venue that he often tends to speak a bit more freely said that he believes that Israel is starting to lose international support due to its

indiscriminate bombing.

He also said that Netanyahu needs to change his approach, but that he is severely limited by the government he currently has in place, calling it

one of the most conservative governments in Israeli history.

And Biden also noting that Netanyahu does not support a two-state solution. There are very real differences between the U.S. and Israel, when it comes

to talking about the post-conflict status. Netanyahu yesterday very publicly said that he disagrees with what the U.S. has put forward for - to

happen in the region after the war. But it really speaks to a remarkable moment when you've seen President Biden really standing shoulder to

shoulder with Netanyahu, throughout this conflict.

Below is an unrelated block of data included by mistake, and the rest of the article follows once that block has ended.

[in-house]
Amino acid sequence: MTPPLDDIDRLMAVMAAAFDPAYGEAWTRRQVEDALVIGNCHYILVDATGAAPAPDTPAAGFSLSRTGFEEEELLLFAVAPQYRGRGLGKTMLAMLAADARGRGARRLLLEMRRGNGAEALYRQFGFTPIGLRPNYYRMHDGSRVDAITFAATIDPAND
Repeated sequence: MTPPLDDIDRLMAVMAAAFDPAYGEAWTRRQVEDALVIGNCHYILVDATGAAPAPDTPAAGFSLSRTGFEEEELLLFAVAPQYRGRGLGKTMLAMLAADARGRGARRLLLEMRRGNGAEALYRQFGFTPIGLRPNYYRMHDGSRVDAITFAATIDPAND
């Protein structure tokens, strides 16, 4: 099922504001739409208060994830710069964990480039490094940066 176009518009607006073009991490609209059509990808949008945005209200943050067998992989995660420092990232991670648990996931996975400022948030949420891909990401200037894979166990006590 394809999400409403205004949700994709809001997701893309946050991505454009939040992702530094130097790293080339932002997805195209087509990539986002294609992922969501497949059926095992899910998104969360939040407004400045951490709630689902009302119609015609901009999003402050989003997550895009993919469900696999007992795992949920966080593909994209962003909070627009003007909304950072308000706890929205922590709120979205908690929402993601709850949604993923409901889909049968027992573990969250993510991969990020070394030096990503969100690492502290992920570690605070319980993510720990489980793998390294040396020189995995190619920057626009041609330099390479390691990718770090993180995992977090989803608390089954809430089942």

There have been warnings from Biden, that Israel needs to take more care to protect civilian life as they are waging this war in Gaza. But even as

we've seen this international pressure for a ceasefire, the U.S. so far has not gone that far. But these remarks from the President and from Netanyahu

have - have very clearly shown that that united front is starting to be chipped away at a bit, especially when it comes to the campaign

specifically that is occurring in Gaza.

GIOKOS: Yeah. Alex, I would - I would like you to weigh in on this in terms of the shift in language from the United States. And we have to mention

here as well, the weather changing dramatically. We know that the humanitarian situation in Gaza is out of control. We've heard a time and